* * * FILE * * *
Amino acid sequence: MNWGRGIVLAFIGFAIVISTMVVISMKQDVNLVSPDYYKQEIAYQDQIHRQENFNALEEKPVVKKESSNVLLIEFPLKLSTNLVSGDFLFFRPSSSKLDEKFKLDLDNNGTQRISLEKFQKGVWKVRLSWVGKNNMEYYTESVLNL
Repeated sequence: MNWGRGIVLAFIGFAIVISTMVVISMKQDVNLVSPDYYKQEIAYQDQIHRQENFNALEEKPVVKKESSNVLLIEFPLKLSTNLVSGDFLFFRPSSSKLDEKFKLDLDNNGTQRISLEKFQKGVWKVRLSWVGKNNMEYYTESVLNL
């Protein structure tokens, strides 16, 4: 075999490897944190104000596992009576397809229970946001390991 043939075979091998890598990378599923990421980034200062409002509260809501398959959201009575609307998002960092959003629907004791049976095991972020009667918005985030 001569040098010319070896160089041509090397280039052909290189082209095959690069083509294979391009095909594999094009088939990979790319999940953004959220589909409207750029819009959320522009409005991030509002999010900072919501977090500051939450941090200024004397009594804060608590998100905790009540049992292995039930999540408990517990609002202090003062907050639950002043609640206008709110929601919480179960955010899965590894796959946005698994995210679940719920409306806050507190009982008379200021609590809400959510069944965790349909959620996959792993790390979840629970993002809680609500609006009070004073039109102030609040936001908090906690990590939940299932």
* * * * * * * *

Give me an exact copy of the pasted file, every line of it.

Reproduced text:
Amino acid sequence: MNWGRGIVLAFIGFAIVISTMVVISMKQDVNLVSPDYYKQEIAYQDQIHRQENFNALEEKPVVKKESSNVLLIEFPLKLSTNLVSGDFLFFRPSSSKLDEKFKLDLDNNGTQRISLEKFQKGVWKVRLSWVGKNNMEYYTESVLNL
Repeated sequence: MNWGRGIVLAFIGFAIVISTMVVISMKQDVNLVSPDYYKQEIAYQDQIHRQENFNALEEKPVVKKESSNVLLIEFPLKLSTNLVSGDFLFFRPSSSKLDEKFKLDLDNNGTQRISLEKFQKGVWKVRLSWVGKNNMEYYTESVLNL
């Protein structure tokens, strides 16, 4: 075999490897944190104000596992009576397809229970946001390991 043939075979091998890598990378599923990421980034200062409002509260809501398959959201009575609307998002960092959003629907004791049976095991972020009667918005985030 001569040098010319070896160089041509090397280039052909290189082209095959690069083509294979391009095909594999094009088939990979790319999940953004959220589909409207750029819009959320522009409005991030509002999010900072919501977090500051939450941090200024004397009594804060608590998100905790009540049992292995039930999540408990517990609002202090003062907050639950002043609640206008709110929601919480179960955010899965590894796959946005698994995210679940719920409306806050507190009982008379200021609590809400959510069944965790349909959620996959792993790390979840629970993002809680609500609006009070004073039109102030609040936001908090906690990590939940299932």